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Vertebrate protein glycosylation: diversity, synthesis and function

Vertebrate protein glycosylation: diversity, synthesis and function Contemporary studies of protein glycosylation have revealed numerous examples in which glycan structures attached to proteins and lipids have essential roles in biological recognition events. Glycans have critical functions throughout the cell, from the cytosol and secretory compartments to the cell surface and the extracellular space. Conserved contributions of N-glycan structures in chaperone interactions and protein quality control are initiated co-translationally via the distinctive catalytic mechanism of the oligosaccharyltransferase, and glycan processing continues throughout the dynamic collection of secretory compartments that lead to the cell surface. The complex assortment of glycosylation enzymes comprises an intricate assembly line for glycan maturation from the ER through the Golgi. The localization, dynamics, interactions, regulation and substrate competition of these enzymes within the ER and Golgi remains an active area of study. Of the many roles that glycans have at the cell surface, emerging paradigms have highlighted the importance of protein domain-specific glycosylation in facilitating or modulating biological recognition events. Advances in high-throughput glycan structural analysis are beginning to provide novel insights into correlations with gene expression patterns for glycosylation machinery and genome-wide associations that define global regulation of glycan diversity. The diversity of glycan structures clearly provides an additional level of information content in biological systems, but the challenge for the future lies in identifying how different biological contexts determine glycan encoded functions within the bewildering array of heterogeneous glycan structures. http://www.deepdyve.com/assets/images/DeepDyve-Logo-lg.png Nature Reviews Molecular Cell Biology Springer Journals

Vertebrate protein glycosylation: diversity, synthesis and function

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References (181)

Publisher
Springer Journals
Copyright
Copyright © 2012 by Nature Publishing Group, a division of Macmillan Publishers Limited. All Rights Reserved.
Subject
Life Sciences; Life Sciences, general; Cell Biology; Cancer Research; Developmental Biology; Stem Cells; Biochemistry, general
ISSN
1471-0072
eISSN
1471-0080
DOI
10.1038/nrm3383
Publisher site
See Article on Publisher Site

Abstract

Contemporary studies of protein glycosylation have revealed numerous examples in which glycan structures attached to proteins and lipids have essential roles in biological recognition events. Glycans have critical functions throughout the cell, from the cytosol and secretory compartments to the cell surface and the extracellular space. Conserved contributions of N-glycan structures in chaperone interactions and protein quality control are initiated co-translationally via the distinctive catalytic mechanism of the oligosaccharyltransferase, and glycan processing continues throughout the dynamic collection of secretory compartments that lead to the cell surface. The complex assortment of glycosylation enzymes comprises an intricate assembly line for glycan maturation from the ER through the Golgi. The localization, dynamics, interactions, regulation and substrate competition of these enzymes within the ER and Golgi remains an active area of study. Of the many roles that glycans have at the cell surface, emerging paradigms have highlighted the importance of protein domain-specific glycosylation in facilitating or modulating biological recognition events. Advances in high-throughput glycan structural analysis are beginning to provide novel insights into correlations with gene expression patterns for glycosylation machinery and genome-wide associations that define global regulation of glycan diversity. The diversity of glycan structures clearly provides an additional level of information content in biological systems, but the challenge for the future lies in identifying how different biological contexts determine glycan encoded functions within the bewildering array of heterogeneous glycan structures.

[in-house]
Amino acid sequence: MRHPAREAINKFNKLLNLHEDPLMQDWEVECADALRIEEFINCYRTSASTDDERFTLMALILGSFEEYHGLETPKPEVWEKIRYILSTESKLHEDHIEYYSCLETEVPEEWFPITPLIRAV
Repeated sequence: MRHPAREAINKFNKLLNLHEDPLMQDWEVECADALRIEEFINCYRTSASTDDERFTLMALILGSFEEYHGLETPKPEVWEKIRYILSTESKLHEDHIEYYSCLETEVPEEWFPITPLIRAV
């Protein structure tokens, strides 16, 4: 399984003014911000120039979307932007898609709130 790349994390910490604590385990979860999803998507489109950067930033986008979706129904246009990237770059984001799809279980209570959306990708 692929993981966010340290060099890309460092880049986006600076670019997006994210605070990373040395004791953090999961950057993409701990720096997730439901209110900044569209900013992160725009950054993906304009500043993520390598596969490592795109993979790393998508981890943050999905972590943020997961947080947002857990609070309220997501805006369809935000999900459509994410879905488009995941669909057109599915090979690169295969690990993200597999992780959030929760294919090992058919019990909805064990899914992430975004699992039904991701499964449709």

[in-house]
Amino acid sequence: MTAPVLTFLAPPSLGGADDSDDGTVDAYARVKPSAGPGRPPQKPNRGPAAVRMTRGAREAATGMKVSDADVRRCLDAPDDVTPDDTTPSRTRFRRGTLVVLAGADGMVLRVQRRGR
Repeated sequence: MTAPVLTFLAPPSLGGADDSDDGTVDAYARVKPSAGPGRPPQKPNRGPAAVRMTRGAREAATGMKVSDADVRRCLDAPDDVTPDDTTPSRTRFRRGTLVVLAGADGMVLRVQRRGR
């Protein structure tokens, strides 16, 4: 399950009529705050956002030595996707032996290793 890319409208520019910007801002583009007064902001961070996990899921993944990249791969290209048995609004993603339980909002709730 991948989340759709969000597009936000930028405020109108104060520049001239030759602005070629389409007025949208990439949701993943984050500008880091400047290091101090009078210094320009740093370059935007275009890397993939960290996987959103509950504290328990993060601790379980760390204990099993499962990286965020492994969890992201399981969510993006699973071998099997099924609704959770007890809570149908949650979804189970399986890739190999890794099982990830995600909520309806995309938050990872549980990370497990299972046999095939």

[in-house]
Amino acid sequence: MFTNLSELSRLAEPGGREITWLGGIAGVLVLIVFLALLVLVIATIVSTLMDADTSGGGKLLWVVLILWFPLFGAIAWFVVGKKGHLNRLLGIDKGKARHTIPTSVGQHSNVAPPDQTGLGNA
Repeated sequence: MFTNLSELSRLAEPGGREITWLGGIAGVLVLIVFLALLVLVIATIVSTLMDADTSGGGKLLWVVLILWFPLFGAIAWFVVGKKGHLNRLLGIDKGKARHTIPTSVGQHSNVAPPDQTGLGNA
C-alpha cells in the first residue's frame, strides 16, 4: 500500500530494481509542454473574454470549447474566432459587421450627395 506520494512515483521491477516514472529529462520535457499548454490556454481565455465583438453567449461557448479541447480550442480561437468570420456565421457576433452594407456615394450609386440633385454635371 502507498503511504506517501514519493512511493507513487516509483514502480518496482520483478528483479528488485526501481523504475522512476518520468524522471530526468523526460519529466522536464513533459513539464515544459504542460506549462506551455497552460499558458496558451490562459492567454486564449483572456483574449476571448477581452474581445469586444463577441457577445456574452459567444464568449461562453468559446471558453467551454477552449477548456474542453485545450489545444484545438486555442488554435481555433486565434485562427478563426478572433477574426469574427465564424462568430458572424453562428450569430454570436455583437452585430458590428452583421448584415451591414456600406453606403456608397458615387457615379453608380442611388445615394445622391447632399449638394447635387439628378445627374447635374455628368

Journal

Nature Reviews Molecular Cell BiologySpringer Journals

Published: Jun 22, 2012

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